The Broncos are 3-7, the worst record in the middling AFC West. They have lost 15 of 20 for the first time since 1971 and '72, and they haven't won back-to-back games in nearly a year.
But they're not mathematically out of playoff contention with the division-leading Kansas City Chiefs at 6-4. So McDaniels won't entertain the notion of giving Tebow many more snaps.
There are many obstacles to fast-forwarding Tebow Time:
» If McDaniels plays Tebow more, it's an admission to his locker room that this is a lost season.
» The former University of Florida star is still a work in progress as he morphs from a combination college quarterback to a prototypical pro passer, and he doesn't appear ready to lead an NFL team.
» The Broncos' remaining schedule includes four bona fide playoff contenders and two others who are just two games out, so Tebow would face no vanilla defenses and plenty of blitz packages that could set him back too far -- or put him on his back too much.
» Orton is having his best year ever, already having thrown for 3,023 yards and 17 touchdowns and just six interceptions.
» The contract extension that Orton signed this summer will pay him more than $8 million next year.
Tebow is learning how to recognize things over the middle and pass into the gut of opposing defenses. But he only has been used occasionally this season, notably in goal-line situations, where his size and strength provide the Broncos with greater chances of reaching the end zone on the ground.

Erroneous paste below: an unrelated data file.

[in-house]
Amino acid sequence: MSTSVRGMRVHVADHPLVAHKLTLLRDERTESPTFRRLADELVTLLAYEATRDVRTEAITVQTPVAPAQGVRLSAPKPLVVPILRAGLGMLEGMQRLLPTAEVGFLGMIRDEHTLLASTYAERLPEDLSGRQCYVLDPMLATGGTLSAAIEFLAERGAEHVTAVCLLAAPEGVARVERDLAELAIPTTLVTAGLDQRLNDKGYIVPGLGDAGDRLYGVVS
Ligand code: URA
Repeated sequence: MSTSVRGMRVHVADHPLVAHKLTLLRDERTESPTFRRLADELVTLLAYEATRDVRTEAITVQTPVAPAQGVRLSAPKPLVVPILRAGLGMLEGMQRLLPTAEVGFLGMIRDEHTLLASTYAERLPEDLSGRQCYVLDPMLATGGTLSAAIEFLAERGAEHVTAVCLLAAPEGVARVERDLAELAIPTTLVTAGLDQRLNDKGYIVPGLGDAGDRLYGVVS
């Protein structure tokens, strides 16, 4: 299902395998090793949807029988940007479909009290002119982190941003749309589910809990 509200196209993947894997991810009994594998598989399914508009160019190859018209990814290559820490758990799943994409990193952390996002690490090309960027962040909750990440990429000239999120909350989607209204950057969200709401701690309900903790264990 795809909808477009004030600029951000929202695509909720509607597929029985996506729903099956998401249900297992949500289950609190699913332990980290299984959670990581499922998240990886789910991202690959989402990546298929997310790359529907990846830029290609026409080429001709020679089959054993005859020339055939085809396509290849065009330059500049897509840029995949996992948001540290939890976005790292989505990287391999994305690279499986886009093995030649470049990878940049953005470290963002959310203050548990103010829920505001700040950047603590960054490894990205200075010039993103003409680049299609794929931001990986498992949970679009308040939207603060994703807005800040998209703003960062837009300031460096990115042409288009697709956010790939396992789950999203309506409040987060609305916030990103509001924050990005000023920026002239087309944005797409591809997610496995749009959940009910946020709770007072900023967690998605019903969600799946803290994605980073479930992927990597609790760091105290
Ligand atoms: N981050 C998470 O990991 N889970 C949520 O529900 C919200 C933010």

However, McDaniels insisted that he hasn't seen many opportunities to give Tebow more playing time.
"We haven't had too many situations like that. But there's a lot that could go into it," the coach said. "I think each game is different, depending on -- I think we've had the one game against Kansas City where you felt like maybe there is a situation there, but there were some other things that played into that. We're not adverse to doing it, we just haven't had many opportunities to do that this year."
McDaniels finds himself in a tough spot.
If Tebow plays more and looks bad, the coach will be criticized for trading three draft picks to move up and grab the former Heisman Trophy winner and two-time national champion with the 25th pick of the NFL draft when no other teams considered him a first-rounder.
And McDaniels might just be trying to solidify his own job security.
Chief operating officer Joe Ellis recently told The Denver Post in the only interview he has granted on the subject that while McDaniels' job was safe this year, nothing is set in stone for 2011.
McDaniels has come under increasing scrutiny this season for his personnel decisions, including trading running back Peyton Hillis for quarterback Brady Quinn. Hillis has rushed for 774 yards and eight touchdowns in Cleveland -- 20 more yards and one more touchdown than the entire Denver team has managed this season.
"We are still not out of anything yet, even though I know the standings don't look the way we would like them to look at this point," McDaniels said. "So, that's doing your job and every one of us is accountable to do that, and we've got to come in here and put forth our best effort, prepare hard and see what happens."
McDaniels said his team's primary problem is inconsistency, but he didn't have any easy answers for why.
"There is not one cause," McDaniels said. "... There's a number of different things that can affect consistency and your ability to perform well. If it was just one thing, it would be a simple answer, but that's why this game is not a simple game."
Copyright 2010 by The Associated Press